Swing back to the sailboat and shoot another half dozen shots with the focus point on the sail AND AGAIN THEY’RE ALL SHARP.

Swing back to the sign, let it stabilize, and shoot ONE MORE that’s totally out of focus.

I can put more images in here, but they look like the ones above...

I have NO idea what’s going on….. The birds are moving, but slowly. So are the sailboats, both moving and moving up and down with the waves. The SIGN on the Coast Guard Station is BIG and it’s sitting still. And it’s got at LEAST as much contrast as everything else I’m shooting. I can add more pictures to show what I mean, but at this point I’M TOTALLY BAFFLED…….

Two bodies can’t both be bad – and BTW, they BOTH work fine with EVERY OTHER LENS I HAVE…

The lens MAY be bad, but it CAN’T be bad SOME OF THE TIME… Fine and sharp on “larger” things like a sail or a car and very not sharp on a big sign or a bird 8 or 20 or 30 meters away…

SO, I figured I’d ask here and hope someone in here has some idea what’s going on…

Nikon D500 Nikon D850
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mike1w Forum Member • Posts: 74
Re: Nikon D500, D850, Sigma 150-600C and a LOT of bad images!
4

Hi Dperez,

A few things you can try to solve this problem.

1, If 440mm shots are fine then have you tuned 600mm correctly?

2, D500 @ 600mm = effective focal length 900mm, your shutter speed should be 1/2000 plus for testing.

3, Shoot wide open to keep shutter speed up.

4, O/s on tripod will not work, it will make your shots worse.

5, For testing purposes use AFS/centre point only until you are getting consistent results.

6, Make sure there is good contrast on AF point.

When testing it is important to keep all settings the same, shoot in good light and softly trigger shutter button.

It is possible your lens is faulty but your technique needs fine tuning first.

Hope this helps,

Mike.

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RaLuC Regular Member • Posts: 125
Re: Nikon D500, D850, Sigma 150-600C and a LOT of bad images!

dperez wrote:

After the disastrous Sandhill Crane debacle, I’m continuing to try to figure out if I have a lens problem, a body problem, a technique problem, OR I’m just expecting more of my lenses than they’re capable of.

I’m trying to figure out how to get the sharpest images in MY “real world”.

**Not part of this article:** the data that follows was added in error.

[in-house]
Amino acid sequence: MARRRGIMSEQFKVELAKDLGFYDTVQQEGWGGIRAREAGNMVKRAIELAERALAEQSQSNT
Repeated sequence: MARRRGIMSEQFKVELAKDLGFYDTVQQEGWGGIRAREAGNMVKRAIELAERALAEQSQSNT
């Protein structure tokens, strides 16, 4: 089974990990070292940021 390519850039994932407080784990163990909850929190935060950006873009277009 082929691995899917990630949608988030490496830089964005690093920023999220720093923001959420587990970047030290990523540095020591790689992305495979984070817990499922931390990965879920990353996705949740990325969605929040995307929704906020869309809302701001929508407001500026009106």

I’m using a Sigma 150-600C on a Nikon D500 and a D850.

The lens spends the VAST majority of its time at maximum focal length. And at apertures around f/8 or less, f/11 once in a while, even in sunny conditions to keep shutter speeds reasonable and ISO to a value that keeps noise a non-factor - around 400 for the D500 and maybe 500 for the 850. Usually hand-held or on a monopod.

When I do SINGLE shots on a tripod, especially using AFS single, I GENERALLY get reasonably sharp images. But that’s NOT what this lens does, so after a LOT of garbage images I started paying attention to my results to see if there’s some pattern or method or setting… I’ve tested in AFC Single, Group, D25 on the D500, and D9 on the 850. Makes very little difference as near as I can tell. I’ve shot on a tripod with the O/S ON and OFF, and at reasonable shutter speeds it APPEARS to make virtually no difference. I’ve shot with the lens Custom settings ON to provide the fastest AF and most aggressive stabilization, and I’ve shot with the Customization OFF. AGAIN it APPEARS to make VERY LITTLE DIFFERENCE…

So, what should I reasonably expect from either of these combinations (lens on D500 or D850)?

At WHAT maximum distance SHOULD I be able to reasonably expect (say 50% or better) sharp images? Is there SOME distance (see the images of the sign at the Coast Guard building to see what I’m talking about)… I’ve got birds at 8 meters, 15, 20, 33, 40+ and further and they’re ALMOST ALL NOT SHARP…

Both bodies are set up in Release + Focus mode (so if I understand it correctly, the camera should shoot the first image, then NOT capture another one until it’s IN FOCUS), blocked shot delay usually at 2, but I’ve tried it everywhere from 1 to 5 and it doesn’t APPEAR to make any difference. The D500 is shooting 10 fps, the D850, 9.

Here’s a sample from the D850, shooting the 150-600, ISO 250, aperture mode, f/8, 1/800 – 1/1000. I’m sitting on a bench, with a monopod, the geese are swimming slowly 26.61 meters (according to the exif data) in front of me, the camera is on AFC single. So, about as easy a set of images as I’m every likely to get.

ZERO post-processing has been done on any image. They’ve been snipped, assembled in PS, and resized to reduce bandwidth needed (I’m traveling and on a metered connection).

Here’s a full image so you can see how large things are. The geese are swimming slowly, but the images are all very similar and the distance in the exif data is 26.61meters. It didn’t change through the 9-shot series.

Here’s a set of images from Viewnx-i showing where the focus point (center point) was for each image.

And last, the same 9 images without the focus point… TO ME, one is pretty sharp, one is adequately sharp the rest are in various degrees NOT sharp…..A check on depth of field says at 26 meters, even at 600mm I've got almost a METER of DOF. Which means if it's missing focus it has to missing by a TON.

I did a similar thing with the D500, shooting the 150-600, ISO 400, aperture mode, f/10, 1/640 – 1/800. This time the camera is on the sturdy tripod, the geese are walking past me and the exif data SAYS the distance is 26.61 meters on some and 33.5 meters on others (I'm not getting SOMETHING about distance 'cause that MAKES NO SENSE).